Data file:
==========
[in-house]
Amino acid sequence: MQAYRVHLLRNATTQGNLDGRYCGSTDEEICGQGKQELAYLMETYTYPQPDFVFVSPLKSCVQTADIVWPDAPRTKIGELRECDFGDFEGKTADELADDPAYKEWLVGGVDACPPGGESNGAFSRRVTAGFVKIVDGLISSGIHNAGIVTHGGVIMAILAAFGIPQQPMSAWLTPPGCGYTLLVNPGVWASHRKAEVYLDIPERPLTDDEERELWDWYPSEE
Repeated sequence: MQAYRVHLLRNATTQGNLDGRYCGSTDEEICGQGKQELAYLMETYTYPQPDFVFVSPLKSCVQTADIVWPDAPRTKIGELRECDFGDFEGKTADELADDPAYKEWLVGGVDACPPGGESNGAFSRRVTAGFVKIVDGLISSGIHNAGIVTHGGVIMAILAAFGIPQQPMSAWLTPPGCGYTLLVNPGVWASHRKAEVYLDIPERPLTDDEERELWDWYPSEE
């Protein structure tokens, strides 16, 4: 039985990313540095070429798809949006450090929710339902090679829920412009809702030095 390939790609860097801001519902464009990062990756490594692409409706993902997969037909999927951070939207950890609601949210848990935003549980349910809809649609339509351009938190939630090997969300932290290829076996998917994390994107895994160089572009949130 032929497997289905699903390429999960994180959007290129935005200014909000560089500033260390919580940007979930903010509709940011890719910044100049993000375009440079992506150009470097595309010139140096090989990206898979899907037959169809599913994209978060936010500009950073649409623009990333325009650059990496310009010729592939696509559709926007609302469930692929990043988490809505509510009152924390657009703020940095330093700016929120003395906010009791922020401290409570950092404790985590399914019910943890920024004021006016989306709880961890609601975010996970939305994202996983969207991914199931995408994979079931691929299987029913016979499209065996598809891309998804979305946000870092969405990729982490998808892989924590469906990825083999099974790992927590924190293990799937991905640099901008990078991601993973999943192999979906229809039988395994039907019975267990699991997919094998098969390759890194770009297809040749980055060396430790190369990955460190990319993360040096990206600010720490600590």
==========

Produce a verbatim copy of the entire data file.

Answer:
[in-house]
Amino acid sequence: MQAYRVHLLRNATTQGNLDGRYCGSTDEEICGQGKQELAYLMETYTYPQPDFVFVSPLKSCVQTADIVWPDAPRTKIGELRECDFGDFEGKTADELADDPAYKEWLVGGVDACPPGGESNGAFSRRVTAGFVKIVDGLISSGIHNAGIVTHGGVIMAILAAFGIPQQPMSAWLTPPGCGYTLLVNPGVWASHRKAEVYLDIPERPLTDDEERELWDWYPSEE
Repeated sequence: MQAYRVHLLRNATTQGNLDGRYCGSTDEEICGQGKQELAYLMETYTYPQPDFVFVSPLKSCVQTADIVWPDAPRTKIGELRECDFGDFEGKTADELADDPAYKEWLVGGVDACPPGGESNGAFSRRVTAGFVKIVDGLISSGIHNAGIVTHGGVIMAILAAFGIPQQPMSAWLTPPGCGYTLLVNPGVWASHRKAEVYLDIPERPLTDDEERELWDWYPSEE
């Protein structure tokens, strides 16, 4: 039985990313540095070429798809949006450090929710339902090679829920412009809702030095 390939790609860097801001519902464009990062990756490594692409409706993902997969037909999927951070939207950890609601949210848990935003549980349910809809649609339509351009938190939630090997969300932290290829076996998917994390994107895994160089572009949130 032929497997289905699903390429999960994180959007290129935005200014909000560089500033260390919580940007979930903010509709940011890719910044100049993000375009440079992506150009470097595309010139140096090989990206898979899907037959169809599913994209978060936010500009950073649409623009990333325009650059990496310009010729592939696509559709926007609302469930692929990043988490809505509510009152924390657009703020940095330093700016929120003395906010009791922020401290409570950092404790985590399914019910943890920024004021006016989306709880961890609601975010996970939305994202996983969207991914199931995408994979079931691929299987029913016979499209065996598809891309998804979305946000870092969405990729982490998808892989924590469906990825083999099974790992927590924190293990799937991905640099901008990078991601993973999943192999979906229809039988395994039907019975267990699991997919094998098969390759890194770009297809040749980055060396430790190369990955460190990319993360040096990206600010720490600590």